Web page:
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Negative feedback in audio amplifiers: Why there is no such thing as too much

Bruno Putzeys -July 24, 2013

This article originally appeared in Linear Audio, a book-format audio magazine published half-yearly by Jan Didden.

I hate articles titled "Ten ... myths debunked." I would have to start by listing a round number of clumsily worded claims by the non-feedback camp who probably never said any such thing, and juxtapose some simplified school-book explanations to put them right. And after shooting, flaying and roasting alive my straw men and generally hammering home that feedback doesn't work like that, I should then fail to explain why not. This would leave an excellent status quo where everyone has had their say and truths remain somewhere in the middle.

I want to do better than that. It's no proof of intelligence to open a debate pointing out the supposed "extremes" of the opinion spectrum and then taking some imagined middle ground. When person A says that 2+2=5 and person B says that 2+2=6, the most reasonable position to take is not five and a half. 2+2=5.5 can hardly be called moderate. In fact it is a very, very extreme claim. The author's reputation for strong opinions notwithstanding, you will find no such extreme claims in this article.

What is negative feedback (NFB)? "Feedback is an arrangement where an amplifier is made to respond to its own output signal in addition to the wanted input signal and any unwanted disturbances. When the response to an unwanted disturbance is smaller with feedback applied than without it, we call it negative feedback."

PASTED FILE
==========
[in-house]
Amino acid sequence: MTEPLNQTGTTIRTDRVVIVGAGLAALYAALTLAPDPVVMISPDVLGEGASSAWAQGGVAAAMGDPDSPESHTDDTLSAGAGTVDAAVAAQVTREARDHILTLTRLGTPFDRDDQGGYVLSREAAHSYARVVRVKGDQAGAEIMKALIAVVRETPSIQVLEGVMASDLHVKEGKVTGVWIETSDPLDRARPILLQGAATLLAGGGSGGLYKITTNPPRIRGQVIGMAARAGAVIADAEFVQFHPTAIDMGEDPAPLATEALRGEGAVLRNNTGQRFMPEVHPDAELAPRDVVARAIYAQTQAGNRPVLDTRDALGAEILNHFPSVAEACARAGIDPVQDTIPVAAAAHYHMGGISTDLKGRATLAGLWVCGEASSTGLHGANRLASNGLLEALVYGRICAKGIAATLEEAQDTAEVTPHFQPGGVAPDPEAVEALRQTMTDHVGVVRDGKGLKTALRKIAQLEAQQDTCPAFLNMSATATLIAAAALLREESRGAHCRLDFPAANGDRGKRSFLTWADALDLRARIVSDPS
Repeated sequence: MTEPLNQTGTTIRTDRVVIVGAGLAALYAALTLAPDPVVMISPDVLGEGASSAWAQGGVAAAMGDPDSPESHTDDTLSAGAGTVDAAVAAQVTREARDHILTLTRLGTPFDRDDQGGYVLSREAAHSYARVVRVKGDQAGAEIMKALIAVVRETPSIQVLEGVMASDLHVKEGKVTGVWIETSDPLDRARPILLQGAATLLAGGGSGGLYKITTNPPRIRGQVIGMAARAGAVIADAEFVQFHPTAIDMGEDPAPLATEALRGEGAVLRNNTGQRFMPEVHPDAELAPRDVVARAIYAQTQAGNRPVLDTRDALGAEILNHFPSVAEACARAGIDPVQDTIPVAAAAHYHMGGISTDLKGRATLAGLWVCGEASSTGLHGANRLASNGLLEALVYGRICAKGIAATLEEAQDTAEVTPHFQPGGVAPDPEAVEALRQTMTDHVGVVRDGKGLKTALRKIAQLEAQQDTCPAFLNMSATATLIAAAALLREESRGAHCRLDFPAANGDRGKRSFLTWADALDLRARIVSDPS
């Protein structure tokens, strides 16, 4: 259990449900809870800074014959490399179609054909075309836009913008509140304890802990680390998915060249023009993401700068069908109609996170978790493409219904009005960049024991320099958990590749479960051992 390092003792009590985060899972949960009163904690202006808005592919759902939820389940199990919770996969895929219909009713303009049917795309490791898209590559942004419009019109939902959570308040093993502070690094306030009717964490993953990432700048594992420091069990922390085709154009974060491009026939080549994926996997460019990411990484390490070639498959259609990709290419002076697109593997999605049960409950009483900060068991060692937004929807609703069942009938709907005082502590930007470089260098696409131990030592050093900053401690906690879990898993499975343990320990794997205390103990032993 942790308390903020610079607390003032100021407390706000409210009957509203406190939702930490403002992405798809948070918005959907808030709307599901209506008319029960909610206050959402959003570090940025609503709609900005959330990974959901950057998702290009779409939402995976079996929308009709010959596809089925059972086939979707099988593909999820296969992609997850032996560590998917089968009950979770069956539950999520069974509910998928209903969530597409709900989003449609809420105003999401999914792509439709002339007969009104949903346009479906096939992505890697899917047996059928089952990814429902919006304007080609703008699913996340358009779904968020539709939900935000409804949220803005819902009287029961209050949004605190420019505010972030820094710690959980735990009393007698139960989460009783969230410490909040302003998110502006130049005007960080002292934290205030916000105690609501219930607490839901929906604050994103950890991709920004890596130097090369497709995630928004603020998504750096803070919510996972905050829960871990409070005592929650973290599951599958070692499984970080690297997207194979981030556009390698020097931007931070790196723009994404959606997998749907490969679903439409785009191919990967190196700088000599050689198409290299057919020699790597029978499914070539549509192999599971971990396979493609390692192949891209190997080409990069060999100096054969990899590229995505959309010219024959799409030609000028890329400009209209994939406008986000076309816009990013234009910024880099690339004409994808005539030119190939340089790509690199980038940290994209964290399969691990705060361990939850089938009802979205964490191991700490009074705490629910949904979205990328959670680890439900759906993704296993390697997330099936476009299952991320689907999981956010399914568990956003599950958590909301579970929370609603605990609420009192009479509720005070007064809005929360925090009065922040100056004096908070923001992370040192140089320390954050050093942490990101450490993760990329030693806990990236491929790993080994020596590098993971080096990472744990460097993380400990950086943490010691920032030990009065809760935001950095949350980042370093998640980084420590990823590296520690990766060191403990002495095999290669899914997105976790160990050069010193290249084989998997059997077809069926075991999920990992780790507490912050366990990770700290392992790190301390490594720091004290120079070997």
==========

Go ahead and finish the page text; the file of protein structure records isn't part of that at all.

Outside of audio, the subject is covered by an extremely comprehensive discipline called control theory, which deals with negative feedback around just about any process to keep it more, or even at all, stable. At the peril of stating the obvious, here's the simplified example of a feedback loop as one might find it in an audio amplifier:

Figure 1: Simplified feedback loop diagram.

In Figure 1, s is the complex frequency 2πjf. B(s) is usually a constant, namely the attenuation of the feedback network written as a gain of 1 or less. Unfortunately we can't make A(s) frequency independent. Any physical system has inertia. Ignoring this will make the system overreact catastrophically. We need to mitigate the initial response to an error; otherwise we'll treat the inertia as an error as well and try to fight it. On the other hand we don't need to under-respond in the long run. The simplest workable control function is an integrator.

The second summing node adds unwanted signals like distortion, represented as ε. This representation is correct whether or not the error is signal-dependent by the way. If ε is signal dependent we can extend the model to reflect this, but that's not necessary to get a basic understanding of the issue. For now we'll treat ε as if it were a completely independent signal and come back to it later. Working our way through from back to front we can write the equation for y as:

y = ε + A(s) • (x + y • B(s))

Solving for y:

The output signal has two contributors, the input signal and the errors, and both are affected by different factors which we can call the Signal Transfer Function and the Error Transfer Function respectively:

y = ETF(s) • ε + STF(s) • x

The siren song of negative feedback is that maximising A makes the ETF approach zero and makes the STF approach -1/B(s). The quantity A(s) • B(s) is called "loop gain." This is the more precise term for what we loosely call "the amount of negative feedback." Let's take a hypothetical audio amplifier with exactly one integrator (see Box 1) and plot the various functions and values in Figure 2.

Figure 2: Relationships between gain and loop functions in a feedback loop.


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